Originally created 10/07/01

Pro-Taliban Pakistani cleric held



PESHAWAR, Pakistan -- A prominent Pakistani cleric who supports Afghanistan's Taliban was placed under house arrest for nearly a day Sunday to keep him from leading another protest against the United States, his party and provincial officials said.

Maulana Fazal-ur Rehman, leader of the Jamiat Ulema-e-Islam, or the Party of Islamic Clerics, was permitted to leave his house at around 8 p.m. Sunday after nearly 20 hours, according to Abdul Jalil Jan, deputy secretary of the group.

Heavily armed police and paramilitary troops had been stationed for much of the day at his home in Dera Ismail Khan, 120 miles south of Peshawar.

A statement by officials in North West Frontier province said Rehman had been detained because he planned to lead an anti-American rally Sunday in Multan, in Punjab province about 270 miles southwest of the capital, Islamabad. The Punjab provincial government had banned his entry, the statement said, explaining the arrest.

Despite Rehman's absence, an estimated 5,000 to 10,000 people showed up for the Multan rally. They burned an American flag and an effigy of President Bush.

"If Maulana Fazal-ur Rehman is not released within 24 hours, our workers will start countrywide agitation," Hafiz Hussain Ahmed told the crowd.

Releasing Rehman, the provincial government said he now was free to travel wherever he wanted in Pakistan, including Punjab, the country's most populous province.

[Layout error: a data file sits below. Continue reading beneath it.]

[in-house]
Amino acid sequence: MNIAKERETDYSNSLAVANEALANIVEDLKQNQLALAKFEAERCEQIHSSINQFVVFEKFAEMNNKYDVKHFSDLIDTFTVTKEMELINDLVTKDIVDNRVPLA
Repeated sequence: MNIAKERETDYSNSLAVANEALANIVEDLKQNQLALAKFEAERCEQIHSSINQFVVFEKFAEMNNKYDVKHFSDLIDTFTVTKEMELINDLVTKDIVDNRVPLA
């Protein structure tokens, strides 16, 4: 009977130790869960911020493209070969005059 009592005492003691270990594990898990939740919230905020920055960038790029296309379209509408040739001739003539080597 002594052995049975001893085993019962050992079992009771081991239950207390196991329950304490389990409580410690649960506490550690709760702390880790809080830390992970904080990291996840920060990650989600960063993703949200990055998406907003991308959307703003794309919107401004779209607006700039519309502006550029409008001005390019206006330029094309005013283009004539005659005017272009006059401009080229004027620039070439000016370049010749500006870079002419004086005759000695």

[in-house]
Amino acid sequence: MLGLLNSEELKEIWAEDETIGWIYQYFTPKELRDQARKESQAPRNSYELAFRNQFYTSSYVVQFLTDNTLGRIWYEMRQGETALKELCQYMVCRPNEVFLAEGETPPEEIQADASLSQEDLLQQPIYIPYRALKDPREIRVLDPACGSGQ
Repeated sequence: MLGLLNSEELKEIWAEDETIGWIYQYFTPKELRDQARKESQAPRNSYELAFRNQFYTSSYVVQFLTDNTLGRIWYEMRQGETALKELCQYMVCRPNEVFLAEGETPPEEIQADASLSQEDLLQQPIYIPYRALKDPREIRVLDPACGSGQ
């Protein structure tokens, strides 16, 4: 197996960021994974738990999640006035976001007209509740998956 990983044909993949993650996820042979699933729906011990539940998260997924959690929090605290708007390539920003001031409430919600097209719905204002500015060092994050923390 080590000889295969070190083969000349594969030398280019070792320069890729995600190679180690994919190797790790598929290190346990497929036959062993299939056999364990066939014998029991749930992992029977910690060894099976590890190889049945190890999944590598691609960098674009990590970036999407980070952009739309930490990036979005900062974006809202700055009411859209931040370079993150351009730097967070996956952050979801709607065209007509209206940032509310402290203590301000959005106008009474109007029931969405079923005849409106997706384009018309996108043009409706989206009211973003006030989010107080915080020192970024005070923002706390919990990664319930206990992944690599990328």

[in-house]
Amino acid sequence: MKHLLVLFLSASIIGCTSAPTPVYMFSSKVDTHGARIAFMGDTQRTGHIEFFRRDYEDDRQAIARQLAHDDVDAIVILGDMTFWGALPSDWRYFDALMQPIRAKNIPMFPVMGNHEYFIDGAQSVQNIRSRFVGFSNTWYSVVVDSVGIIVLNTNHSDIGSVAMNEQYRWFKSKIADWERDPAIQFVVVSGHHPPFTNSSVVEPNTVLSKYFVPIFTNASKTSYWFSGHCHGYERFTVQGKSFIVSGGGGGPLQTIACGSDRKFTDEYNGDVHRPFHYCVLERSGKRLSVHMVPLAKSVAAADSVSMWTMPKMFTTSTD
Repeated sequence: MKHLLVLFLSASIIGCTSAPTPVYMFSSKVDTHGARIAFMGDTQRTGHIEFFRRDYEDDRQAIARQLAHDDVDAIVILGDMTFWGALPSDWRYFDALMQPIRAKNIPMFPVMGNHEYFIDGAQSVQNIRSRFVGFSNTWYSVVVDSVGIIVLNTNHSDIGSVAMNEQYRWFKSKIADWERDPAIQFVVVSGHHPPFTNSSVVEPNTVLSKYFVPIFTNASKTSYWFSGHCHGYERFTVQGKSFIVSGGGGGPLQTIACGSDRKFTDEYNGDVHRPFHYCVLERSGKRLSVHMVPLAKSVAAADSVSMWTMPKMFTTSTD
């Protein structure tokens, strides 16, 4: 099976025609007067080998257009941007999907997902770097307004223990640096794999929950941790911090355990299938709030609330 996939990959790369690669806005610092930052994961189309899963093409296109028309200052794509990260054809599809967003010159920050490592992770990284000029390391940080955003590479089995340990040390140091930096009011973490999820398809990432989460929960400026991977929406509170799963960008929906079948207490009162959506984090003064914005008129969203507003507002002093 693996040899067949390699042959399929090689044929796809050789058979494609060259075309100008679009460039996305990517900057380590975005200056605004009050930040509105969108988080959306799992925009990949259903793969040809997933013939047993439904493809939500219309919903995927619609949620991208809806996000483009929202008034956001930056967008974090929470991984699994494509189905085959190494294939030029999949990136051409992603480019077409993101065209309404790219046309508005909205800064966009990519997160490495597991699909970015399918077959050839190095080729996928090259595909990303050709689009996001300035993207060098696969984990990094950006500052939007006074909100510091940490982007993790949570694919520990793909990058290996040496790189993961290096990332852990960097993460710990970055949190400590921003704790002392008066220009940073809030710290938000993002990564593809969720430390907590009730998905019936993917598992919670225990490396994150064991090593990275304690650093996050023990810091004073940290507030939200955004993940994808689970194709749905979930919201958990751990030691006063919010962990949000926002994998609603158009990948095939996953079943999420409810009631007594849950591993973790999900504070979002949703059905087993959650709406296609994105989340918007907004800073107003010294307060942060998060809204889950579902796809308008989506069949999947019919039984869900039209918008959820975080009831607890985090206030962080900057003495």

Rehman has been fiercely critical of President Gen. Pervez Musharraf's promise to help the United States in its crackdown against Osama bin Laden's network, run from neighboring Afghanistan.

Pakistan's military-led government has pledged support for U.S. efforts to apprehend bin Laden, chief suspect in the Sept. 11 terrorist attacks against the World Trade Center and the Pentagon.

"The arrest has been made at the behest of America," Jan said while Rehman was detained. "But it won't dampen our spirits."

Rehman's party, which also espouses a restrictive Taliban-like system of Islam, has urged Muslims to wage jihad, or holy war, if the United States attacked Afghanistan.

Rehman's release came before the United States and Britain launched strikes Sunday against military installations and bin Laden's training camps inside Afghanistan, where the ruling Taliban have sheltered him.

The move against Rehman came one day after he led a noisy, four-hour protest by several thousand people in Peshawar, in northwest Pakistan near the Afghan border. Rehman told the crowd that if the United States tried to land planes in Pakistan, they would be destroyed.